As for the dyslexia, my parents had learned about something called the Slingerland Program at a local school.  This used a whole body approach that helped kids somehow turn the letters around in their heads.  (This is just my perception, I wasn’t really a part of it.  I can just remember Ricky drawing a huge letter “A” in the air using his whole arm and reciting the sounds that it made.)

As he got older, my brother didn’t stay on the diet nearly as well as he should have.  There were so many wonderful treats out there tempting him, and with his huge sweet tooth, he just couldn’t resist.  Between a combination of that, and just going through his teen years, he was a bit of a nightmare.  As he reminded me in the comments yesterday, it got to the point where my dad had to go to the junior high school with him to help get him under control.  (Embarrassment works!)
Despite the prediction that Ricky wouldn’t even finish high school, he managed to put himself through college.  He’s found a career that he loves and a beautiful wife that he loves even more.  To complete things, they adopted the second most adorable girls in the world last year. 

He may still be a big huge pain (what brother isn’t?) but I’m proud of my baby brother.  His road hasn’t been easy, but he’s “done good”!

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10 Responses to Ricky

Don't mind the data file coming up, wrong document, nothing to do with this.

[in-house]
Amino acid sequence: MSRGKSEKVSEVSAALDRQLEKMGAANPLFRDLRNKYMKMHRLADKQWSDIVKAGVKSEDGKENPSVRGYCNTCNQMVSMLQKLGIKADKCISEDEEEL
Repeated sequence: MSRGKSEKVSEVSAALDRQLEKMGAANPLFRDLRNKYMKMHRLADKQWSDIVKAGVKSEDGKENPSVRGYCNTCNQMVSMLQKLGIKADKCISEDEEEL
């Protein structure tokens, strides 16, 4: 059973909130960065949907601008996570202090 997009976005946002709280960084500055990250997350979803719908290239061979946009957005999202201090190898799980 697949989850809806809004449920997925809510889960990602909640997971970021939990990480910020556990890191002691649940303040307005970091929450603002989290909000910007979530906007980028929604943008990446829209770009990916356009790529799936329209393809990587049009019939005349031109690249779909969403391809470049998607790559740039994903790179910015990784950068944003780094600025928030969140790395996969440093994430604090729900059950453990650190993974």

1. pastorrick says:

    WOW! That brother of yours seems like a real loser!
    I know you are not talking about me. ARE You?
    Now I do remember some of what you are saying but it seems as if you have added a little no make that you added a lot. I think to be fair I will need to make some points
    THINK I DID! I know you don’t believe me but the truth
    must be said.

    2. Mom did a wonderful job, Baking bread, making beef-jerky, granola, homemade candy, getting me my very own ice cream and on and on it goes.

    3. Oh I forgot when I had special class parties mom would bring me my own special food which I must say was way better than what the other kids were eating. Way to go mom!

    4. Dad did not have to go to class with me because I was being bad. No I did not want to tell you this but Dad and I wanted to spend some father and son time – you know male bonding. We did not want to hurt your feelings so we had our plan. Really, I know you are shaking your head “NO” but it’s the truth well kind of the truth ????

    5. Seems like you should know about this, my speech was not all messed up it was my way of making you feel useful